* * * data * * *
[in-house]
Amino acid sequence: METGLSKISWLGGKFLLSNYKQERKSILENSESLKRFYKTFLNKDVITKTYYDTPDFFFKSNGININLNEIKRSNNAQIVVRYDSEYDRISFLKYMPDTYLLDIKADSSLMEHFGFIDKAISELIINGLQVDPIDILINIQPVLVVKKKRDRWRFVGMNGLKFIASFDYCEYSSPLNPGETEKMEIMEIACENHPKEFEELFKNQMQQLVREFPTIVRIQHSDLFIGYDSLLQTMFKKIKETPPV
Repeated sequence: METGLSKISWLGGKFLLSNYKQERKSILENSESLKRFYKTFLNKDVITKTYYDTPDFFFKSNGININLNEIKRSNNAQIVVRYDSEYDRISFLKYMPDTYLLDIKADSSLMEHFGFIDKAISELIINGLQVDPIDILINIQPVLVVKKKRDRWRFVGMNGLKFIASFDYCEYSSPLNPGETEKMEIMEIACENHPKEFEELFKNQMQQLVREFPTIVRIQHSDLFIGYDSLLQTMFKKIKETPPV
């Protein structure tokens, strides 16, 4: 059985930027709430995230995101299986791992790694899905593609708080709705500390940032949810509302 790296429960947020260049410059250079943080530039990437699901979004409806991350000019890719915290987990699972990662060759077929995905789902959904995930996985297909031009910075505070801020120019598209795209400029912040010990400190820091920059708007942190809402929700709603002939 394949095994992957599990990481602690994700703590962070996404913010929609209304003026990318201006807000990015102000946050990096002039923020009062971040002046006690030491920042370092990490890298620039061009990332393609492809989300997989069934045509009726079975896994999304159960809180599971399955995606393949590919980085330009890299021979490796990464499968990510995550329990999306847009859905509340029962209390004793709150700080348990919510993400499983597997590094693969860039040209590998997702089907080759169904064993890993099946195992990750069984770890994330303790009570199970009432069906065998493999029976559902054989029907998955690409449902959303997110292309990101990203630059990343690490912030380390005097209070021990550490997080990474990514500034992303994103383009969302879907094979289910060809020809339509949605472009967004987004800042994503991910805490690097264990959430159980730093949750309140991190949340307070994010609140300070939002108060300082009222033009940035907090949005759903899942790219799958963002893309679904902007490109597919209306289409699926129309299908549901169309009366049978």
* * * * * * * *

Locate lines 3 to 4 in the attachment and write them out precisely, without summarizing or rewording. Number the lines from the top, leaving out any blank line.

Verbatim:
Repeated sequence: METGLSKISWLGGKFLLSNYKQERKSILENSESLKRFYKTFLNKDVITKTYYDTPDFFFKSNGININLNEIKRSNNAQIVVRYDSEYDRISFLKYMPDTYLLDIKADSSLMEHFGFIDKAISELIINGLQVDPIDILINIQPVLVVKKKRDRWRFVGMNGLKFIASFDYCEYSSPLNPGETEKMEIMEIACENHPKEFEELFKNQMQQLVREFPTIVRIQHSDLFIGYDSLLQTMFKKIKETPPV
């Protein structure tokens, strides 16, 4: 059985930027709430995230995101299986791992790694899905593609708080709705500390940032949810509302 790296429960947020260049410059250079943080530039990437699901979004409806991350000019890719915290987990699972990662060759077929995905789902959904995930996985297909031009910075505070801020120019598209795209400029912040010990400190820091920059708007942190809402929700709603002939 394949095994992957599990990481602690994700703590962070996404913010929609209304003026990318201006807000990015102000946050990096002039923020009062971040002046006690030491920042370092990490890298620039061009990332393609492809989300997989069934045509009726079975896994999304159960809180599971399955995606393949590919980085330009890299021979490796990464499968990510995550329990999306847009859905509340029962209390004793709150700080348990919510993400499983597997590094693969860039040209590998997702089907080759169904064993890993099946195992990750069984770890994330303790009570199970009432069906065998493999029976559902054989029907998955690409449902959303997110292309990101990203630059990343690490912030380390005097209070021990550490997080990474990514500034992303994103383009969302879907094979289910060809020809339509949605472009967004987004800042994503991910805490690097264990959430159980730093949750309140991190949340307070994010609140300070939002108060300082009222033009940035907090949005759903899942790219799958963002893309679904902007490109597919209306289409699926129309299908549901169309009366049978």